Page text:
Dead Drops: Flash Drives in City Walls for Random Offline File Sharing

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Dead Drops: Flash Drives in City Walls for Random Offline File Sharing Dead Drops: Flash Drives in City Walls for Random Offline File Sharing
Culture

Dead Drops: Flash Drives in City Walls for Random Offline File Sharing

by Patrick James

November 3, 2010

Dead drop letter boxes refer to secret locations sometimes used by spies to exchange items or letters without requiring them to meet or use official postal services. As part of his ongoing residency with EYEBEAM in New York City, the artist Aram Bartholl has updated the concept for the modern age. His Dead Drops project involves placing USB flash drives around the city; fastening them to walls, curbs, and buildings; and inviting strangers to plug-in their laptops and share their favorite files or data.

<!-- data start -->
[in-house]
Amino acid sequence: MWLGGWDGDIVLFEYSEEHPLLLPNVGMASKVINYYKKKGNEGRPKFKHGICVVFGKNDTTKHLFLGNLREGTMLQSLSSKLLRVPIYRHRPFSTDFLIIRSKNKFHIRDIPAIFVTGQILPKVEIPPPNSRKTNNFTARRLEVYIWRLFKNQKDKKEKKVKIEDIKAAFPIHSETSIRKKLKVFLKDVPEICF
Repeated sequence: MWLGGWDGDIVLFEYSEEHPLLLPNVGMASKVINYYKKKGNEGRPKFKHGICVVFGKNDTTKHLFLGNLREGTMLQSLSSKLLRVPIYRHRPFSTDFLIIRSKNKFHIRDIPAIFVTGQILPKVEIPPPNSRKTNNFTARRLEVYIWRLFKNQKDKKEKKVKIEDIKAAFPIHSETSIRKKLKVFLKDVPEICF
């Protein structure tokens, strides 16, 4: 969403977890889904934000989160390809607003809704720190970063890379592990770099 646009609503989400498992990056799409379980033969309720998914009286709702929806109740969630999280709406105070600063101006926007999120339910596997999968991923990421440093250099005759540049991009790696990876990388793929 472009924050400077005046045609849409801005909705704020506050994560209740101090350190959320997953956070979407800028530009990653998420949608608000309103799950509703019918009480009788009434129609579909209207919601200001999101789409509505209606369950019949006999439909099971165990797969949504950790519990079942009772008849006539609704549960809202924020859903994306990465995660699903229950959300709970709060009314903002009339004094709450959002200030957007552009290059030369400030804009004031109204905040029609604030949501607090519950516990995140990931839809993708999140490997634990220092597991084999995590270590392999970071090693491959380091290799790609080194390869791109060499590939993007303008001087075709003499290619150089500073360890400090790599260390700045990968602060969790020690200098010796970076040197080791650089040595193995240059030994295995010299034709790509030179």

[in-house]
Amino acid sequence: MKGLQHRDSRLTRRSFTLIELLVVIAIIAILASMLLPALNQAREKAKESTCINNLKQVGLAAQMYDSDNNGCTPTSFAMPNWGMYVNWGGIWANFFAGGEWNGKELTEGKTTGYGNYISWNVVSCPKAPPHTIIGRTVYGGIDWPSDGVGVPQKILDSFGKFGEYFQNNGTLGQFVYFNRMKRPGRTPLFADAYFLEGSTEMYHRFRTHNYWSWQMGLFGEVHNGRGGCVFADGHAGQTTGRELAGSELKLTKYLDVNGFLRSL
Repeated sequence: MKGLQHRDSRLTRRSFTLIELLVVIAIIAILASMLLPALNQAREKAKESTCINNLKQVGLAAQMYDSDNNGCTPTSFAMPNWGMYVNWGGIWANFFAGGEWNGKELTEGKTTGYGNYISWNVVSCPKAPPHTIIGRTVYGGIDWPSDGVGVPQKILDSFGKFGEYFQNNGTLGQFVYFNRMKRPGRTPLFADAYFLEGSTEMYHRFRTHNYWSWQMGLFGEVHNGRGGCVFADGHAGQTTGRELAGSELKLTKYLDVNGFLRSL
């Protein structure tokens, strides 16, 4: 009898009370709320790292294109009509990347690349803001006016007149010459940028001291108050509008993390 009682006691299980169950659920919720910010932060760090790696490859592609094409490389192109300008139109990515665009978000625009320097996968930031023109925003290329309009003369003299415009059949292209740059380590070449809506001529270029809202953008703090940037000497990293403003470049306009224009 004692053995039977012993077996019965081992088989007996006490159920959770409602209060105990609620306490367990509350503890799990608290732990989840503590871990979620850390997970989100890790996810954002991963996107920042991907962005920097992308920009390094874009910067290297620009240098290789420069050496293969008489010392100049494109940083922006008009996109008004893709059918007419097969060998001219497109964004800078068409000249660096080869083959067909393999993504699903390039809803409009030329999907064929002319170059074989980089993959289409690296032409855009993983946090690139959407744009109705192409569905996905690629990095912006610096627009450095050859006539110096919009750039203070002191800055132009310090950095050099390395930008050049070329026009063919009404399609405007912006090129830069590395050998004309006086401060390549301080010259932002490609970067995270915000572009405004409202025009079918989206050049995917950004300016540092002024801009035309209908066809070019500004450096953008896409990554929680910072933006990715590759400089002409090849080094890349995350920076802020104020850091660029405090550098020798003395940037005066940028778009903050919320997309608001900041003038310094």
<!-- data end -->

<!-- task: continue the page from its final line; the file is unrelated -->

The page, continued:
The end result, as Bartholl explains, will be an "anonymous, offline, peer to peer file-sharing network in public space." It will eventually include a documentary film about the process and files shared, as well as a map and a "how to make your own dead drop" manual. And, ultimately, it will serves as an object lesson in what happens when strangers share information in public. 


All New York City locations are listed here

Via Buzzfeed

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